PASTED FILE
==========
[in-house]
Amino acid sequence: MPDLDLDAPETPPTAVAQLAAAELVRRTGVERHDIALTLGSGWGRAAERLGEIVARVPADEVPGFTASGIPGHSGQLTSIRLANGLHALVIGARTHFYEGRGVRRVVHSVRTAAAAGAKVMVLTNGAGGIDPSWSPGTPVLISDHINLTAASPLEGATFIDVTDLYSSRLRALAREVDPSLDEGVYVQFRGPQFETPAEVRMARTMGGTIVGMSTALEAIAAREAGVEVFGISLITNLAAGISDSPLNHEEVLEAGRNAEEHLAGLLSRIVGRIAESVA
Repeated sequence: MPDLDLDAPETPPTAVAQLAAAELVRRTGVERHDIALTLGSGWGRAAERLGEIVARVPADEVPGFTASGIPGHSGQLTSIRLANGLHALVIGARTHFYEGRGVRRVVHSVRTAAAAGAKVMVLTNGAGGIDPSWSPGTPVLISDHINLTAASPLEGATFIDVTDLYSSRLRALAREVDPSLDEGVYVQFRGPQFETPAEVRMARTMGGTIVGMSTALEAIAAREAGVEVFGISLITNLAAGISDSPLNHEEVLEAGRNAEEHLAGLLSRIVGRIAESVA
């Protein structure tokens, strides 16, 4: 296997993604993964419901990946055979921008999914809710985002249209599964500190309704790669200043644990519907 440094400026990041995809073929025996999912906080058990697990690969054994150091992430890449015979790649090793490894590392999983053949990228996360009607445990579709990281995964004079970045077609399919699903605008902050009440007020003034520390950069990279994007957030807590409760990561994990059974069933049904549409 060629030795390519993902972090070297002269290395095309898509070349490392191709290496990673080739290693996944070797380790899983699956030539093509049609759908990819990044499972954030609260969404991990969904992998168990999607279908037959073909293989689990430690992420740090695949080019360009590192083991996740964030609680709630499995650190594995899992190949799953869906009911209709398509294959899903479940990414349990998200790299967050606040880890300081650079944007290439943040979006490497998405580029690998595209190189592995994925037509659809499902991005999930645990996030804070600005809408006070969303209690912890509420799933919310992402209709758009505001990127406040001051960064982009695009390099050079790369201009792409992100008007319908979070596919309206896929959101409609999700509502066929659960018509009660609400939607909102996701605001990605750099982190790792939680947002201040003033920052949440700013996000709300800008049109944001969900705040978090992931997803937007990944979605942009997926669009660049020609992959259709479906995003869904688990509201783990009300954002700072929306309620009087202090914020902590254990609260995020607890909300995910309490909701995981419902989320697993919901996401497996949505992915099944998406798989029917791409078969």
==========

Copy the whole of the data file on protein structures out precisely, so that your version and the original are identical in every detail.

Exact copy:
[in-house]
Amino acid sequence: MPDLDLDAPETPPTAVAQLAAAELVRRTGVERHDIALTLGSGWGRAAERLGEIVARVPADEVPGFTASGIPGHSGQLTSIRLANGLHALVIGARTHFYEGRGVRRVVHSVRTAAAAGAKVMVLTNGAGGIDPSWSPGTPVLISDHINLTAASPLEGATFIDVTDLYSSRLRALAREVDPSLDEGVYVQFRGPQFETPAEVRMARTMGGTIVGMSTALEAIAAREAGVEVFGISLITNLAAGISDSPLNHEEVLEAGRNAEEHLAGLLSRIVGRIAESVA
Repeated sequence: MPDLDLDAPETPPTAVAQLAAAELVRRTGVERHDIALTLGSGWGRAAERLGEIVARVPADEVPGFTASGIPGHSGQLTSIRLANGLHALVIGARTHFYEGRGVRRVVHSVRTAAAAGAKVMVLTNGAGGIDPSWSPGTPVLISDHINLTAASPLEGATFIDVTDLYSSRLRALAREVDPSLDEGVYVQFRGPQFETPAEVRMARTMGGTIVGMSTALEAIAAREAGVEVFGISLITNLAAGISDSPLNHEEVLEAGRNAEEHLAGLLSRIVGRIAESVA
């Protein structure tokens, strides 16, 4: 296997993604993964419901990946055979921008999914809710985002249209599964500190309704790669200043644990519907 440094400026990041995809073929025996999912906080058990697990690969054994150091992430890449015979790649090793490894590392999983053949990228996360009607445990579709990281995964004079970045077609399919699903605008902050009440007020003034520390950069990279994007957030807590409760990561994990059974069933049904549409 060629030795390519993902972090070297002269290395095309898509070349490392191709290496990673080739290693996944070797380790899983699956030539093509049609759908990819990044499972954030609260969404991990969904992998168990999607279908037959073909293989689990430690992420740090695949080019360009590192083991996740964030609680709630499995650190594995899992190949799953869906009911209709398509294959899903479940990414349990998200790299967050606040880890300081650079944007290439943040979006490497998405580029690998595209190189592995994925037509659809499902991005999930645990996030804070600005809408006070969303209690912890509420799933919310992402209709758009505001990127406040001051960064982009695009390099050079790369201009792409992100008007319908979070596919309206896929959101409609999700509502066929659960018509009660609400939607909102996701605001990605750099982190790792939680947002201040003033920052949440700013996000709300800008049109944001969900705040978090992931997803937007990944979605942009997926669009660049020609992959259709479906995003869904688990509201783990009300954002700072929306309620009087202090914020902590254990609260995020607890909300995910309490909701995981419902989320697993919901996401497996949505992915099944998406798989029917791409078969």